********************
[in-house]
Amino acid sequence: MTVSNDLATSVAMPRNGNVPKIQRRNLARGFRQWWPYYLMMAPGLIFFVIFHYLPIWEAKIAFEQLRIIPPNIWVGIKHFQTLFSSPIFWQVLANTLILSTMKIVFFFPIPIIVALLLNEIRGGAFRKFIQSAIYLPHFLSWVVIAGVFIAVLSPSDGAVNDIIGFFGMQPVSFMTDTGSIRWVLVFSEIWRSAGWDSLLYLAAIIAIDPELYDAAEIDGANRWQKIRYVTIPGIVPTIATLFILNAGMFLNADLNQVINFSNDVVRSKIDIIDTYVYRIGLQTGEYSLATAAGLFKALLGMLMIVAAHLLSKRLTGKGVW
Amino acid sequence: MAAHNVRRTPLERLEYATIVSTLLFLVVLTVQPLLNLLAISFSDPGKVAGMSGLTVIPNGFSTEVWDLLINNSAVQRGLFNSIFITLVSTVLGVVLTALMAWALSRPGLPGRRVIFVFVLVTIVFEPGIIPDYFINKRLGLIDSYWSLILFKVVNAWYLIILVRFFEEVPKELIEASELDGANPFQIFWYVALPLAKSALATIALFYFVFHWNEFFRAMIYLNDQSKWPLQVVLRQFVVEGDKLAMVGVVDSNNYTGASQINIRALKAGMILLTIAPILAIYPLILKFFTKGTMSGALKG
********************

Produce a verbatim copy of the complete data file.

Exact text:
[in-house]
Amino acid sequence: MTVSNDLATSVAMPRNGNVPKIQRRNLARGFRQWWPYYLMMAPGLIFFVIFHYLPIWEAKIAFEQLRIIPPNIWVGIKHFQTLFSSPIFWQVLANTLILSTMKIVFFFPIPIIVALLLNEIRGGAFRKFIQSAIYLPHFLSWVVIAGVFIAVLSPSDGAVNDIIGFFGMQPVSFMTDTGSIRWVLVFSEIWRSAGWDSLLYLAAIIAIDPELYDAAEIDGANRWQKIRYVTIPGIVPTIATLFILNAGMFLNADLNQVINFSNDVVRSKIDIIDTYVYRIGLQTGEYSLATAAGLFKALLGMLMIVAAHLLSKRLTGKGVW
Amino acid sequence: MAAHNVRRTPLERLEYATIVSTLLFLVVLTVQPLLNLLAISFSDPGKVAGMSGLTVIPNGFSTEVWDLLINNSAVQRGLFNSIFITLVSTVLGVVLTALMAWALSRPGLPGRRVIFVFVLVTIVFEPGIIPDYFINKRLGLIDSYWSLILFKVVNAWYLIILVRFFEEVPKELIEASELDGANPFQIFWYVALPLAKSALATIALFYFVFHWNEFFRAMIYLNDQSKWPLQVVLRQFVVEGDKLAMVGVVDSNNYTGASQINIRALKAGMILLTIAPILAIYPLILKFFTKGTMSGALKG